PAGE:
Meg: ...You - exactly, particularly sons. One things I’ve learned about sons who grow up with - with single moms, it’s testimony to how much they love their moms. And I work with a number of the NFL guys, you know. Once they get grown up and they’re established in their careers, what do they want to do?
Jim: Take care of their mom.
Meg: Take care of their mom.
Jim: That’s exactly right.
Meg: Now, if she were a bad mom, would they want to take care of her? No, of course not. But that’s how endeared moms are to their sons.
Jim: Dr. Meg, you write about the importance of inward simplicity. I think I get that for moms. But describe what it is.
Meg: Really, inward simplicity is self-reflection and looking inward and saying, “Why do I feel I need to do what I need to do,” and getting to understand yourself, and to sort of say, “I want to calm down on the inside. I want to understand why I feel so pressured to do what I want to do,” and I want to sort of do some real soul-searching and say, “Okay, why do I feel those pressures? Where are they coming from? Are they real? Are they not real?” And I think we’ll find a whole lot of them are not real. So the inward is really just self-reflection. And as a Christian mother, it’s prayer. It’s going to the Lord and saying, “Okay, I need - I feel I need” - I do this with myself because like you, I just have a crazy schedule - but to say, “Okay, what do I really need to do? Who do I really want to be,” and really focus on a few areas and let the rest go, because that really is so good for the soul. It’s good for your faith. It’s good for your physical health.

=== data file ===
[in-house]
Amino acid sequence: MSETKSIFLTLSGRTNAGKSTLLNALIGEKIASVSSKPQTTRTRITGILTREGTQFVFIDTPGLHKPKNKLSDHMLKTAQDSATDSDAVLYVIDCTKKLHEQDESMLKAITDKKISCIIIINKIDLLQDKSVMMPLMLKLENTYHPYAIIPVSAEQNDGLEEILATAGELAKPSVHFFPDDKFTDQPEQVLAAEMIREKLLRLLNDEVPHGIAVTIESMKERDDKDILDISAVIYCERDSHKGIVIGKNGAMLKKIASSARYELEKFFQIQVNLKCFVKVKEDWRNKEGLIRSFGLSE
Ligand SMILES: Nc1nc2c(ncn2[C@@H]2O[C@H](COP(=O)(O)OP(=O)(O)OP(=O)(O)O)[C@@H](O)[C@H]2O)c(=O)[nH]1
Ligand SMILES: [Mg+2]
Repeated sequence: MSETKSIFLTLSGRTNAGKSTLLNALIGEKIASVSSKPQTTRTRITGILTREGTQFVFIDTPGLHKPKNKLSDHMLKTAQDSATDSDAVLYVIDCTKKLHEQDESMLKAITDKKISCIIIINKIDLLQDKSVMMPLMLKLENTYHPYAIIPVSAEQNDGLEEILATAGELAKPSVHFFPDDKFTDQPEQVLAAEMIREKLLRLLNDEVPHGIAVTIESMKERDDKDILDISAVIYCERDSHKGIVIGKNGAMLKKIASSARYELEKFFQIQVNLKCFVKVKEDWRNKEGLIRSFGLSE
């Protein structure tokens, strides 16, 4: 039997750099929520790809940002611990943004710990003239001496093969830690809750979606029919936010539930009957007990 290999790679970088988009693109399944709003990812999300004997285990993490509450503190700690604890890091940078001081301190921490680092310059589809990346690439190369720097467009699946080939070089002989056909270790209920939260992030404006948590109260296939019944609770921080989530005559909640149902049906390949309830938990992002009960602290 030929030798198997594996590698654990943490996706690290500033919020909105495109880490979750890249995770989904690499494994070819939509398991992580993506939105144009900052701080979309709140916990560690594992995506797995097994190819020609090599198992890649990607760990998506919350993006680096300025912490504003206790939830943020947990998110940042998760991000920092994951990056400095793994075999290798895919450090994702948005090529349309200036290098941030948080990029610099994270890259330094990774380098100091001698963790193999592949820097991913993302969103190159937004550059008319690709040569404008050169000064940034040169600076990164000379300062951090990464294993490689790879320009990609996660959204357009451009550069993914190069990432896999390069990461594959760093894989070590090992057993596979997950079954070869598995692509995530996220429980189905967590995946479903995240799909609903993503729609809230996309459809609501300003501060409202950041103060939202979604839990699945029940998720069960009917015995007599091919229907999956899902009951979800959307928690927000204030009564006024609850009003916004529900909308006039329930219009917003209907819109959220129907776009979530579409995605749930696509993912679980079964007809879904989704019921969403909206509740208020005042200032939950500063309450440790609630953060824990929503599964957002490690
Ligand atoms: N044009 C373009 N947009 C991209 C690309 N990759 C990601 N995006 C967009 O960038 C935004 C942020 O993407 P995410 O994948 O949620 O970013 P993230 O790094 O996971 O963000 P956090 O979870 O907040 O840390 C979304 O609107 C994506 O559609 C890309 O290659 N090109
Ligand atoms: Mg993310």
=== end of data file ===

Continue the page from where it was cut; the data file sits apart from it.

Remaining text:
Jim: And you have to be purposeful in making that reflective time.
Meg: Yes, because the time just doesn’t jump into your lap.
Jim: Yeah, I mean, you’ve got to set it aside, even if it’s 10 minutes, to sit in a big chair and just say, “Okay, what am I trying to be?” I love that. But the day will consume everything.
Jim: Everything. And at the end of day, now you’re more worried because you didn’t take the time to do what you wanted to do. And then it just, like, it ruminates...
Meg: And you hate yourself. And then, you’re anxious, yeah.
Jim: Okay, here is the million dollar question. Are you ready? Is everybody ready? This is the big one, John.
Jim: Meg, how can a mom hold their children loosely and trust God with their lives? I mean, is that not the question? I see it all the time in moms. They are paranoid, petrified, tired, working themselves to death trying to build character into their kids and all those things that they need, and they’re just not joyful.
Meg: Right. Well, I think that comes with age. But remember, God says, “Perfect love drives out fear.” God does not give us fear. So - and I really strongly believe we are not to live in fear, but in strength. And as Christian moms, we need to let go of our kids. It’s so painful.
One of our daughters, after she graduated college, felt called to do some mission work. And she said she felt called in mission work in South America. Great. I could deal with that because she’d been to South America with her dad and da, da, da. Well, over time - over a month or two she came, and she said to her dad and I that God opened a door in Indonesia, and she felt she was called to go there. Well, you can’t get farther away from home than Indonesia. And she came to us. And my - my husband said, “You really prayed about it a long time?” “Yeah, I did.” And I said, “Well, listen to me. God needs to talk to the mom first. I’m not okay with this,” because I was terrified of letting her go halfway across the world to a country that really wasn’t so happy with Americans.
Jim: What did she say when you said that?
Meg: She said, “You know, Mom, I’m grown up. I’ve prayed about it. And this is what I think I need to do.”
Jim: Wow. That was a moment.
Meg: It was gut-wrenching for me, because she could have died. She learned very quickly that where she was living they didn’t like Americans very well, so she learned to fake an Australian accent. She had long blonde hair. She stood out like a sore thumb. I found out after she came home that two miles down from where she was working in this school, there was a jihad training camp for boys.